[Sunday key update: Trump’s tax plan contains many, many hidden windfalls for the wealthiest earners and could raise taxes on millions of families, including via the corporate tax. I’m sorry to pour it on, but truth is truth.]
And, this analysis does not even include the effects of the GOP’s proposed cut in the corporate tax rate or a “border adjustment tax.” Off the top of my head, I would guess that since a BAT would be a lot like a sales tax on imported goods, it probably would hit working people the hardest, at least in the short run before trade patterns and exchange rates adjust. To Trump, I imagine a BAT’s main appeal is that it privileges exports over imports. But, to the House GOP members tentatively supporting it, a BAT’s main appeal is that it would raise enough revenue help make room for the other tax cuts. Corporate taxes tend to be passed through to consumers, so I’m not sure reducing them would change the overall tax burden much. We’ll find out.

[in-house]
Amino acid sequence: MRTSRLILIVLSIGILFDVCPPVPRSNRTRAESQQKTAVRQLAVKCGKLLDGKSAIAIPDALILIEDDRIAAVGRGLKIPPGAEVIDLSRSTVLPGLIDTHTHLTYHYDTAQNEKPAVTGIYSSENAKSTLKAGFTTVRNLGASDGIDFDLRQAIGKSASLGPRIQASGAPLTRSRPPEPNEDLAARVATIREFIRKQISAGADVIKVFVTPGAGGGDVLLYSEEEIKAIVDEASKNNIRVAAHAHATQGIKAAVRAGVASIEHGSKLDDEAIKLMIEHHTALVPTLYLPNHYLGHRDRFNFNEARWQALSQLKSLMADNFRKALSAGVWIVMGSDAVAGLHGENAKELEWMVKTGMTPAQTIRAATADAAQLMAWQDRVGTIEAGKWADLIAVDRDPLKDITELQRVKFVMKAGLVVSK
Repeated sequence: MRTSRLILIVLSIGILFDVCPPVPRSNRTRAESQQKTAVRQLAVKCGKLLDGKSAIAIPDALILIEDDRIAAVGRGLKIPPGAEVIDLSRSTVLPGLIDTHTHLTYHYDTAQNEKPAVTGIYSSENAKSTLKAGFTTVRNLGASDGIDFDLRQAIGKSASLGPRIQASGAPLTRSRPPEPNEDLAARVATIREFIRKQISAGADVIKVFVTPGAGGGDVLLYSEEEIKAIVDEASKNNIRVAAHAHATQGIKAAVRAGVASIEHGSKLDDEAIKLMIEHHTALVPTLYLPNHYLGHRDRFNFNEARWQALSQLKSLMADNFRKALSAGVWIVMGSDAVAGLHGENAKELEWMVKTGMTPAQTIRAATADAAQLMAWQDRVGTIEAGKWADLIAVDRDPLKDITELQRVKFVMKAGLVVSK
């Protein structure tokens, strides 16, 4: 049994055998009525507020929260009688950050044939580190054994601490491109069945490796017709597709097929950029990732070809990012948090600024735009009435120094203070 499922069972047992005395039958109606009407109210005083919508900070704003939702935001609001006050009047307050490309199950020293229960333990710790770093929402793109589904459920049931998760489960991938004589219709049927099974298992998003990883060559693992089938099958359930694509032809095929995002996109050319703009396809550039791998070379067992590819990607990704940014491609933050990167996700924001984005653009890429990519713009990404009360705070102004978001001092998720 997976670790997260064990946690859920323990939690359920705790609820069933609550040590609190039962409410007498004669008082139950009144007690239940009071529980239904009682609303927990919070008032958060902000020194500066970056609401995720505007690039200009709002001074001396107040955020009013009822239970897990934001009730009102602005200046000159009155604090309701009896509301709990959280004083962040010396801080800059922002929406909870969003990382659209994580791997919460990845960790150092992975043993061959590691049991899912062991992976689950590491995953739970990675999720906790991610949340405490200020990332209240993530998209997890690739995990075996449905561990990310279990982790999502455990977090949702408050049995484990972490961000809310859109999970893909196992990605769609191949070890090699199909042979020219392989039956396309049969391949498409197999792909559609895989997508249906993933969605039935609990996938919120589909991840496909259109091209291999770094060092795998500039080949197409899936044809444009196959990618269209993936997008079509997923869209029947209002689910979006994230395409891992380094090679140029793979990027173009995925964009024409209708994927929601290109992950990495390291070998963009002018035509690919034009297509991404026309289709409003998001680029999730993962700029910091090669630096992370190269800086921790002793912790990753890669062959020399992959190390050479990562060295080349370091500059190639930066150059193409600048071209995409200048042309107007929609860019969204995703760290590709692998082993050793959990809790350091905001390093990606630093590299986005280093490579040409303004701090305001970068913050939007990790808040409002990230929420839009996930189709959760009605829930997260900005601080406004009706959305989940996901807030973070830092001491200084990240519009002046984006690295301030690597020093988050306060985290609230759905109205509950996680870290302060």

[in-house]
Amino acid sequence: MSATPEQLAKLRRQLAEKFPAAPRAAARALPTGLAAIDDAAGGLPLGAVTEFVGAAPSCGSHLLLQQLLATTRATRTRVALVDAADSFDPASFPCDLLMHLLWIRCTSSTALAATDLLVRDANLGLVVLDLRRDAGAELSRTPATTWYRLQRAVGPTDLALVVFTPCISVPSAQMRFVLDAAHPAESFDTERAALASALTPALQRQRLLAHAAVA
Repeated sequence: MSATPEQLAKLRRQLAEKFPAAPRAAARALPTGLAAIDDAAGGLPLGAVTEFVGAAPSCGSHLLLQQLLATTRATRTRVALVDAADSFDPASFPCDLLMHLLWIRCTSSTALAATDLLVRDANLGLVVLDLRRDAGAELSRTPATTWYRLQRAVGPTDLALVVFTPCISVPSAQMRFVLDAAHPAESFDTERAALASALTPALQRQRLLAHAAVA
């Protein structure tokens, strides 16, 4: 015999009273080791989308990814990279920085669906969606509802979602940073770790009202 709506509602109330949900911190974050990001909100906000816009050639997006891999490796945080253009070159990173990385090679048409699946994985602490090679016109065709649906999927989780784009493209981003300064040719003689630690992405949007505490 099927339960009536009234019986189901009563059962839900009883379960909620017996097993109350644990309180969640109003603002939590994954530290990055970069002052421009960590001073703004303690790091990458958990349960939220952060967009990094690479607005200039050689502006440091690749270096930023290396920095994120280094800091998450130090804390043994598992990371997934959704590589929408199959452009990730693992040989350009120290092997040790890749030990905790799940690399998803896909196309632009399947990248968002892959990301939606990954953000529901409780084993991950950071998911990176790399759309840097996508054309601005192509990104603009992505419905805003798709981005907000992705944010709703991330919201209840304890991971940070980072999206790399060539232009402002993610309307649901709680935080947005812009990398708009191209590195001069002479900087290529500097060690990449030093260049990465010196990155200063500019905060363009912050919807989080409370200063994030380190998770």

I’ll do one more quick post tomorrow with pie charts on what the federal government spends our tax money on.
In tax policy, taxes are “progressive” if payers contribute more as a proportion of their income than they do lower income payers. Liberals like a progressive tax structure because they believe wealthier people (1) can afford the burden more, and (2) generally benefit more from the pubic goods that government supplies (like public universities and property right protections).
How progressive is the American tax system? Not very! Yes, federal taxes are fairly (albeit not highly) progressive, as this chart shows.
So, leftwing paradise? Wrong. First, note only some federal taxes are progressive (especially income and estate taxes). Payroll taxes for Social Security and Medicare burden working people the most because they don’t apply above a certain level of income. Payroll taxes comprise almost ½ of all federal taxes paid (not shown on chart).